One of the key goals for the camera design was that the shutter button on the Kodak Brownie should be used to trigger image capture on the webcam. Ideally a single press of the shutter button would capture a single image. To achieve this, the mechanical shutter button needed to interface with the Raspberry Pi GPIO pins in some manner. After thinking about this tricky problem for a while, a solution involving a pair of bare wires and some conductive paint was conceived. One wire would connect to a programmable GPIO pin configured as an input in pull-up mode. The second wire would connect to a GPIO ground pin. A hole was drilled through the case coming out immediately below the shutter button, through which the wires could pass. Insulation was stripped off the wires and they were superglued in position below the shutter button. Finally a blob of conductive paint was applied to the underside of the shutter button. The result is that when the shutter button is pressed, the conductive paint shorts out the two wires, pulling the GPIO pin to ground. This change can be detected by the Pi Zero and used to trigger the shutter.
The Brownie shutter mechanism is designed for film with a fixed shutter speed. It was not practical to synchronize image capture with the precise fraction of a second that the shutter was open. Fortunately the Brownie has a long exposure mode where the shutter remains open for as long as the shutter button is pressed. Normally this long exposure mode is activated by raising a second button on the Brownie, but this is somewhat tedious. A little bit of electrical tape applied to the shutter mechanism was able to hook it into permanent long exposure mode.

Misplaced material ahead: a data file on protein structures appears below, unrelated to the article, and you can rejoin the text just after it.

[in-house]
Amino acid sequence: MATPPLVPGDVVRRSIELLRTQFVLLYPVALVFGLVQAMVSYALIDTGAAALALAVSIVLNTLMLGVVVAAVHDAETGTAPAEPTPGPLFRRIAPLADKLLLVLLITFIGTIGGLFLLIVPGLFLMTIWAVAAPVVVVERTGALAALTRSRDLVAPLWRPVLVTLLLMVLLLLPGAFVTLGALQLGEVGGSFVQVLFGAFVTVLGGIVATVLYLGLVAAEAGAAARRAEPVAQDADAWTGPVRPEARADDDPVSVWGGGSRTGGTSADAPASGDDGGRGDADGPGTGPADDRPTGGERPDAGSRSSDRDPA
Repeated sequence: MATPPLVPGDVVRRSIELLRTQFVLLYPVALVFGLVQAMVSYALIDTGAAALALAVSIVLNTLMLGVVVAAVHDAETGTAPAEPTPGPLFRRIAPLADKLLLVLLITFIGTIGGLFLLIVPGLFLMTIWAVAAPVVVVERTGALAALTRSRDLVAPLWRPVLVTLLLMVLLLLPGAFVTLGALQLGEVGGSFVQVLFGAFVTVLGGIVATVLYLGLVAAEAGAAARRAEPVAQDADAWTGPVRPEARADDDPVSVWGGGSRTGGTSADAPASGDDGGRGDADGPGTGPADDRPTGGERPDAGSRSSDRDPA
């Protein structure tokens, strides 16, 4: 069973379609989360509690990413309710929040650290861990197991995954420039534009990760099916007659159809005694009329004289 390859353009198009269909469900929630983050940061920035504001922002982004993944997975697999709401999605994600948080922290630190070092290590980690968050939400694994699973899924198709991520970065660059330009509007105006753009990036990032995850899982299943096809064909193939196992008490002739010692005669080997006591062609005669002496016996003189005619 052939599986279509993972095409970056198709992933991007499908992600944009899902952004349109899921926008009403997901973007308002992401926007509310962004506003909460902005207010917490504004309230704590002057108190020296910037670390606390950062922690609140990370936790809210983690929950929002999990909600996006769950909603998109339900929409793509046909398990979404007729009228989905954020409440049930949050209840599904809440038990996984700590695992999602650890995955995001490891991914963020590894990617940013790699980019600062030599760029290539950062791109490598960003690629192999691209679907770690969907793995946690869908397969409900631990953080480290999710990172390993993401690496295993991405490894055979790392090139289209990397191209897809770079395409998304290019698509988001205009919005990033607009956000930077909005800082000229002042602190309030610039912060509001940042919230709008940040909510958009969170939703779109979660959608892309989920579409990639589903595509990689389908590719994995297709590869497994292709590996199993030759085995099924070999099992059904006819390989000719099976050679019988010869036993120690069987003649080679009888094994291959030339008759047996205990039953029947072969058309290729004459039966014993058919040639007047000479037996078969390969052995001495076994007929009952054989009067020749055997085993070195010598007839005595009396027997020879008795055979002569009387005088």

Testing of the shutter mechanism was revealed a small problem – the webcam takes a second or two to automatically measure & adjust exposure to suit the lighting conditions. The result was that if an image was captured immediately after pressing the shutter button, it would often be totally underexposed. This prompted another slight change in design. Rather than capturing a single image immediately as the shutter is pressed, the software was written to wait a second after shutter press and then capture images continuously thereafter, one per second, until the shutter was released. IOW, it would be a timelapse capture device.
The only remaining task was power. The Pi Zero and webcam combination has very low power requirements, at most 200 milliamps, and it was already known that a USB lithium ion powerpack provides an excellent power source that lasts a really long time. The problem is that for most powerpacks on sale today, physical size is not a hugely important factor. To date it has been impossible to find one that is small enough to fit inside the Brownie case – it would need to have a longest dimension of 6cm to stand a chance of fitting once the USB cable is plugged in – 5cm would be even better. Having the battery inside the case also adds a requirement to put a physical power switch between the Pi Zero and the battery, unless you want to open the camera to turn it on/off every time. The simple solution was thus to just drill a hole in the case for the USB cable, leaving the battery on the outside.
With the hardware construction complete, attention turned to the software to control it. Rather than start from scratch, the previous code used for the pinhole webcam Arcturus, was used extended. First it was discovered that the cheap webcam didn’t provide MJPEG capture, which meant pulling in libjpeg to do encoding of the raw frames into JPEG still image files. Capturing images in raw format means the USB device has to transfer far larger quantities of data. While this wasn’t a problem on the laptop used for development, the raspberry pi was continually getting dropped / incomplete frames from the webcam. After countless hours debugging, the problem was discovered to be the driver for the USB controller in Linux mainline, used by Pignus (the Fedora fork for the Raspberry Pi arm6 borads). The Raspbian kernel by comparison has an out of tree driver for the USB controller which turned out to work fine. The remaining software changes involved wiring up support for using the shutter button to trigger capture via a GPIO pin. The end result was that upon pressing the shutter button it would capture still images continuously, 1 per second. After a sufficiently long series of stills had been captured, they could be turned into a timelapse video sequence.